Summary

Scientists have discovered that lysosomes in roundworms produce molecules that allow cells to ‘talk’ to one another about aging, coordinating the process across the entire organism.

HHMI Investigator Meng Wang is studying the secrets to longevity. Her team has shown how the lysosome plays a role in aging. Credit: Anthony Rathbun/AP Images for HHMI  

For decades, biology students have learned that lysosomes – tiny sacs found within nearly all cells – had a singular task: to gobble up bits of foreign material and worn-out cell parts. The aim? To break them down for recycling. 

But that lesson might soon need revising. Now, scientists are learning that molecules produced during the recycling process can also serve as signals that talk to other parts of the body. 

These signals seem to play a role in determining how and when organisms grow old. Cells in different organs and tissues around the body send signals to one another constantly, says Meng Wang, an HHMI Investigator at Baylor College of Medicine. “When we’re young, everything is connected and communicating. But as we age, some of these connections are lost and function declines.” 

Wang has spent the past seven years exploring the link between longevity and the signals lysosomes produce. Her team previously discovered that such signaling occurs within cells. Now, they have found evidence that the anti-aging messages are transmitted between cells too, and among different tissues, Wang and her colleagues reported in a preprint on bioRxiv.org and later on June 9, 2022, in the journal Nature Cell Biology. The results suggest that lysosome signals help coordinate the body’s aging process – and prolong the lives of some organisms.

Extending life  

Longevity, it seems, runs deep in Wang’s blood – her paternal and maternal grandmothers lived until ages 100 and 95, respectively. Neither was ill, and why they died remains a mystery, she says. “It makes me feel like there’s some secret to longevity and if we can study this, maybe we can use the knowledge and apply it to everyone.” 

By 2050, scientists expect the number of people aged 65 years and up worldwide to double to 1.5 billion, according to a 2019 report from the United Nations. And growing older, scientists know, comes with an increased likelihood of disease and other health problems. That explains why research on lysosomes and longevity has taken off in recent years, says Xiaochen Wang, a biophysicist at the Chinese Academy of Sciences (CAS) in Beijing who specializes in lysosomes. Scientists have known for more than 50 years that proteins, lipids, and other molecules tend to accumulate in cells that are old, but, she says, “only now are people starting to pay more attention to these pieces of data.”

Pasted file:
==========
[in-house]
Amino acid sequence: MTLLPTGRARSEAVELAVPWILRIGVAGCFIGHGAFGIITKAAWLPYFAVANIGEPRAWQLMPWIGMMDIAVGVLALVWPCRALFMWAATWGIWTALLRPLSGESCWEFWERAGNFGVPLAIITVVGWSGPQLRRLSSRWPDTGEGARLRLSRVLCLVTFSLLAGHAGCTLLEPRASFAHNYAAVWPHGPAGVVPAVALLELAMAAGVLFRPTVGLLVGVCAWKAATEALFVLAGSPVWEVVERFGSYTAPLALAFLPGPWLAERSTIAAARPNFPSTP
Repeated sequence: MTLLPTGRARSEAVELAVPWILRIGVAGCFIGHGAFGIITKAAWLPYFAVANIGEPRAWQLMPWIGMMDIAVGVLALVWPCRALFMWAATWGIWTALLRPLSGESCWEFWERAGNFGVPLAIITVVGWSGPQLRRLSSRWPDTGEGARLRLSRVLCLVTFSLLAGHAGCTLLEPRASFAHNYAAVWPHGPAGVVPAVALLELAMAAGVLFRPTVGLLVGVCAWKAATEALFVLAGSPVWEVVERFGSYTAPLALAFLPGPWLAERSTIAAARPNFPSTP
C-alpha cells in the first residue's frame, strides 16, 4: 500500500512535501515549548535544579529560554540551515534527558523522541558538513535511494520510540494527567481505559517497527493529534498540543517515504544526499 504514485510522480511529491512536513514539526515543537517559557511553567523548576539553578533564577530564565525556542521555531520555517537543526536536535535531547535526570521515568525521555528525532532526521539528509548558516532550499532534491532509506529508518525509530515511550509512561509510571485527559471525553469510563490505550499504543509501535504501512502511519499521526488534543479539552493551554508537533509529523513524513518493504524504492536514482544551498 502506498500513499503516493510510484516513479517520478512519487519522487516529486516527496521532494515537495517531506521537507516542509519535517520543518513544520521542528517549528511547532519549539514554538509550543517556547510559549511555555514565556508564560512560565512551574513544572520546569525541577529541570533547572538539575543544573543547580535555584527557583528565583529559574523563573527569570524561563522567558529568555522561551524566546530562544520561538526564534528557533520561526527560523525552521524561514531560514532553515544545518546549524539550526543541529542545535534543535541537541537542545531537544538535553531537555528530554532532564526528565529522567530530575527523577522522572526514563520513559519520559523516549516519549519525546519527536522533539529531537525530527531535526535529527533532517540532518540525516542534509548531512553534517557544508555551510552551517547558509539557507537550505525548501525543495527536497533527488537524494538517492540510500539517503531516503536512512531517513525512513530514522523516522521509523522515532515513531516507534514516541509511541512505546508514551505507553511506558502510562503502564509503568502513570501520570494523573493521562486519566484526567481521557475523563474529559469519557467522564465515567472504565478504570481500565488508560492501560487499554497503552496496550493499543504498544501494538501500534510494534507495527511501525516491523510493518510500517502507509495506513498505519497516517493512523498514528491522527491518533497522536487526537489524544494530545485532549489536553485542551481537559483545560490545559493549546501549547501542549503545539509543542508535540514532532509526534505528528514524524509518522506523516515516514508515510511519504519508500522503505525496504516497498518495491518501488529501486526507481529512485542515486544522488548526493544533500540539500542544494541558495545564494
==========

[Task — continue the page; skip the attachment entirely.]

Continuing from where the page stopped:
Inside the body of the roundworm C. elegans, tiny sacs called lysosomes (green dots) act as microscopic recycling centers. Now, scientists have discovered that molecules produced during the recycling process can also serve as anti-aging signals. These signals help cells coordinate longevity across different tissues. Credit: Wang Lab

Because lysosomes are the dumping site for cellular waste products, researchers have begun to study them in greater detail, suspecting a connection to aging. Within the past decade, scientists have shown that lysosomes serve as a platform the cell uses to send messages about its general state, such as its glucose and stress levels. In 2015, Meng Wang was one of the first to discover specific anti-aging signals produced by lysosomes in the roundworm C. elegans.The CAS’s Wang says the work stands out because it was conducted in a living organism, rather than in the cultured cells researchers typically use to study lysosomes. Additionally, those experiments showed how one particular molecule released from lysosomes traveled to the cell’s nucleus and acted as a signal that extended the worm’s lifespan. “It’s a very beautiful piece of work,” she says. 

From one cell to another 

The newly published study in Nature Cell Biology takes the research one step further. In work led by Wang’s PhD student Marzia Savini, the Baylor team discovered that when lysosomes produce a fatty acid called dihomo-gamma-linoleic acid, it triggers a chain reaction of cellular messages that ultimately extend the worms’ lives. When the researchers dialed up this fatty acid signaling, worms lived 20 to 25 days, an increase from the normal lifespan of 17 days. Crucially, the signal molecule was generated in fat tissues, yet detected by neurons elsewhere in the worms. That means lysosomes produce signals that cells use to coordinate longevity across different tissues.

“Our previous work showed that lysosomes send signals within the same cell, but this work shows that they can talk to other cells too,” explains Wang. “It really helps us understand how longevity is regulated at a whole organism level.” 

Today, Wang and her team continue to hunt for other molecules lysosomes produce that may act as anti-aging signals. There’s still so much to uncover, she says, such as figuring out when the molecules begin acting as signals, how they regulate aging, and how that function withers with age. In August, Wang will move her lab to HHMI Janelia Research Campus in Ashburn, Virginia, where she will be a senior group leader.

The goal isn’t to have everyone live for centuries, says Wang, but rather for people to spend their last years healthy, active, and independent – just like her grandmothers. “I’m passionate to know how people and organisms sustain health with time.” 

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Citation

Marzia Savini et al. “Lysosome lipid signaling from the periphery to neurons regulates longevity.” Posted on bioRxiv.org on June 10, 2021. doi: 10.1101/2021.06.10.447794. Published in Nature Cell Biology on June 9, 2022. doi: 10.1038/s41556-022-00926-8

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Jim Keeley 301-215-8858 keeleyj@hhmi.org